A major hedge fund investor has lobbed a hand grenade into the laps of Sony management to convince the struggling company to launch an initial public offering of its entertainment division.
Daniel Loeb’s Third Point Fund has sent a letter written by its CEO to Sony Chief Executive Kazuo Hirai, urging Sony to sell a 15% to 20% stake in its entertainment arm, which comprises the company’s movie and music businesses.
Currently, Sony’s consumer electronics business is suffering, with some observers saying the company should concentrate on movies and entertainment, instead of trying to resurrect their struggling CE business, which is set to get a boost with the launch of a new Sony PS4.
Daniel Loeb’s firm has boosted its stake in Sony, ratcheting up a campaign to persuade the Japanese electronics company to take action to restructure their operation.
In his letter, Loeb also disclosed that Third Point has added some five million shares to its Sony stake, for a total of 70 million shares, or 6.9% of the company. Sony responded, claiming its board would conduct a review of the proposal, but declining to comment on specifics.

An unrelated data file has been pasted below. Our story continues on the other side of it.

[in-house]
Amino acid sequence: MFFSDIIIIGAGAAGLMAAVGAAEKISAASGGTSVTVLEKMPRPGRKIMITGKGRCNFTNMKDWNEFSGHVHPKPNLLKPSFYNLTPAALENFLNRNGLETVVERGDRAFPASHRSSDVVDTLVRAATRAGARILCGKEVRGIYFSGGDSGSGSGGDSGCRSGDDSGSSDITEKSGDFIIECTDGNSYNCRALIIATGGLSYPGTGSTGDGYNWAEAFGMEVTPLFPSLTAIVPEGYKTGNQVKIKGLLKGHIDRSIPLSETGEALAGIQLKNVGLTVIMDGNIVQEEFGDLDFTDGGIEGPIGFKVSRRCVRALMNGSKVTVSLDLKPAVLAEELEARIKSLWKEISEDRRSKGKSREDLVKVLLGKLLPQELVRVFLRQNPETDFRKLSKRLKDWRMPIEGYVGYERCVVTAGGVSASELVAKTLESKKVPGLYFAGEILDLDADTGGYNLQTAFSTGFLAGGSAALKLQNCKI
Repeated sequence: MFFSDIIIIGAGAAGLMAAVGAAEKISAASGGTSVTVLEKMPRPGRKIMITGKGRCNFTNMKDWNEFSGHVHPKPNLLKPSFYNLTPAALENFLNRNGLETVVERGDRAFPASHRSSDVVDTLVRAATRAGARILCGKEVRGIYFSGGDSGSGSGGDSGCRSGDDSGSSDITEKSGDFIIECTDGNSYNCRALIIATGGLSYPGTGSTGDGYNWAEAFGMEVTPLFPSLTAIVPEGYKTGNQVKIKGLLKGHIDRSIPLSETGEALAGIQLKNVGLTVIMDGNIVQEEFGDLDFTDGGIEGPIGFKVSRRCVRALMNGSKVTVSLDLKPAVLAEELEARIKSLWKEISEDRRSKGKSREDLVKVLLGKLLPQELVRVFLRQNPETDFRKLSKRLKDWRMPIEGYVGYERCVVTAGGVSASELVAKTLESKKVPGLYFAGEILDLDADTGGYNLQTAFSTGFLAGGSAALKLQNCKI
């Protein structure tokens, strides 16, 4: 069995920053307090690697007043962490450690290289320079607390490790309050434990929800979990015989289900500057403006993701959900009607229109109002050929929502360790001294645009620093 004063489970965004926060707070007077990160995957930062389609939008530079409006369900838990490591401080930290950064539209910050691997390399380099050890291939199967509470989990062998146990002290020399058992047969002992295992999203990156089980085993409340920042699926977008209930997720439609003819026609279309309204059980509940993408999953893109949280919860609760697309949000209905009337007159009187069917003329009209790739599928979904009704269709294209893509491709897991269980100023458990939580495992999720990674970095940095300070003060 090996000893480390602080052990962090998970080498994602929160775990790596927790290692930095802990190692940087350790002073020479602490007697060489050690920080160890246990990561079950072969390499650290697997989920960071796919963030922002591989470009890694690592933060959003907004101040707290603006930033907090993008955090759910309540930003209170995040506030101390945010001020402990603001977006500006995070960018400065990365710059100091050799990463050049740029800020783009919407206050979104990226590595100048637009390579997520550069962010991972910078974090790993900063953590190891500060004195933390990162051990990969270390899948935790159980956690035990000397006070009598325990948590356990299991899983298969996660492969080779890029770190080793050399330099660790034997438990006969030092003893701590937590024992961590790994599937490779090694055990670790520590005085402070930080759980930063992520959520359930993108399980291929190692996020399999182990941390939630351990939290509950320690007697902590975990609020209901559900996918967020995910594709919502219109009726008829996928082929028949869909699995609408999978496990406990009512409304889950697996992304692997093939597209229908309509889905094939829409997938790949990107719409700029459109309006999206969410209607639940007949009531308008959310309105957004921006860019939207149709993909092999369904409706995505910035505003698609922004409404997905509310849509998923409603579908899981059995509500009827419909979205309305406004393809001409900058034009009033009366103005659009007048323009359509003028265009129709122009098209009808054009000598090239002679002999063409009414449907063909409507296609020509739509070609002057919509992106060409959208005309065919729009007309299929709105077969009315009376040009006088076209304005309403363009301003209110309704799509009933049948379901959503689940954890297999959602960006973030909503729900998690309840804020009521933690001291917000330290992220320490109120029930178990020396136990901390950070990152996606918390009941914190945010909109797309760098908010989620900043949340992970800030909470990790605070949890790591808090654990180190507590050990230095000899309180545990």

“Sony welcomes investment in the company,” the statement added. “We are focused on creating shareholder value by executing on our plan to revitalize and grow the electronics business, while further strengthening the entertainment and financial service businesses which generate stable profit.”
The Wall Street Journal claimed that Mr Loeb, whose Sony stake now amounts to roughly $1.4 billion and makes Third Point one of the company’s largest shareholders, is seeking to ride a wave of potential change in Japan’s traditionally staid corporate sector and in its wider economy.<?xml:namespace prefix = “o” />
In early Tokyo trading Tuesday, Sony shares rose 4% to 2,028 yen ($21.56).
Loeb’s letter praises recent efforts to revitalize Sony, whose shares, in spite of nearly doubling in the past year, are still down. The letter cites the favourable reception for Sony’s coming PlayStation 4 and the performance of its Xperia smartphone in Japan as signs of recent progress.
Mr. Loeb has argued in the past that Sony’s entertainment arm is worth around $10 billion and that an IPO could raise as much as $2 billion. The capital could help the operation make acquisitions and seize other opportunities, he argues.